The Epstein-Barr virus is the most common viral infection in the world, and it’s thought that roughly 90% of the population has been infected with it at some point in their lives. It belongs to the herpes family of viruses and is otherwise known as human herpesvirus 4. Its commonality stems from its ability to spread easily through saliva and other bodily fluids, and the lack of specific symptoms it causes.
Considering how common it is, people may wonder why they’ve never heard of EBV. Many have likely either experienced or known someone who experienced a specific infection caused by the virus known as mononucleosis (mono), or “the kissing disease.” Typically, people with EBV contract it during childhood and are asymptomatic, meaning they experience no symptoms at all. However, even when signs of infection arise, they include ailments such as fatigue, fever, throat inflammation, and swollen lymph nodes. Of course, all of these afflictions can develop because of various health issues, not just Epstein-Barr.
New research is shining a light on this common virus and its connection to other health issues. Various findings have suggested that, even though EBV can lay dormant within the body, it can still set off a host of problems that people will have to deal with for the rest of their lives. Specifically, it has been recently linked to incurable autoimmune diseases. So how is Epstein-Barr virus linked to autoimmune disease, exactly? Read on to learn more.
Can Epstein-Barr cause other illnesses?
Aside from autoimmune disease, which we’ll talk about below, Epstein-Barr has also been linked to the development of other severe health disorders. These include various types of lymphoma, such as Hodgkin’s lymphoma, Non-Hodgkin’s lymphoma, and Burkitt’s lymphoma. Other diseases linked to an Epstein-Barr infection include post-transplant lymphoproliferative disease and nasopharyngeal carcinoma.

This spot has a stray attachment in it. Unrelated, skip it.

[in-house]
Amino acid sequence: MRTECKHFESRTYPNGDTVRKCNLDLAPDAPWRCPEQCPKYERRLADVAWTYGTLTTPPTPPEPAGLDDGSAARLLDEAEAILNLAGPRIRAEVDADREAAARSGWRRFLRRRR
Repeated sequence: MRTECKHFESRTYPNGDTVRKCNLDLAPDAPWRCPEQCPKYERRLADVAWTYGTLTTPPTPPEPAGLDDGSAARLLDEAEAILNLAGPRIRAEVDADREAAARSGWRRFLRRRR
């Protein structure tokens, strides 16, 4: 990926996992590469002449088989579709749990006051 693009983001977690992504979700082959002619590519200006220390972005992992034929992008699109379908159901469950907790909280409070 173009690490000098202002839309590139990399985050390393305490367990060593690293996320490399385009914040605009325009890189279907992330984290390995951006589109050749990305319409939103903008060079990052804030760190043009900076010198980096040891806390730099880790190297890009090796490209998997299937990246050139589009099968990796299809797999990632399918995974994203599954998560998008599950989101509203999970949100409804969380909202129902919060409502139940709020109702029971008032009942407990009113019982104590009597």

Research has found that EBV is linked to these different cancerous conditions because of the immune system’s natural aging process, and the way it can essentially cause immune cells to be cancerous. It appears the Epstein-Barr virus can make changes to the body’s immune system that can be severely detrimental to one’s health. This includes the previously mentioned cancers and, according to new research, several autoimmune diseases.
Can Epstein-Barr virus cause autoimmune diseases?
An autoimmune disease occurs when the immune system mistakes healthy cells and tissues for substances, cells, or pathogens that want to harm the body. The immune system then essentially attacks these areas where nothing is actually wrong. When that happens, the healthy cells being attacked can become severely damaged, and various issues and symptoms arise.
Autoimmune diseases are not uncommon – roughly five to eight percent of the American population is afflicted with one. There are over 80 types of autoimmune diseases, each targeting a different area of the body. Some will attack nerves, while others focus on the skin. Many autoimmune diseases are severe, but others are mild and do not lead to serious health consequences.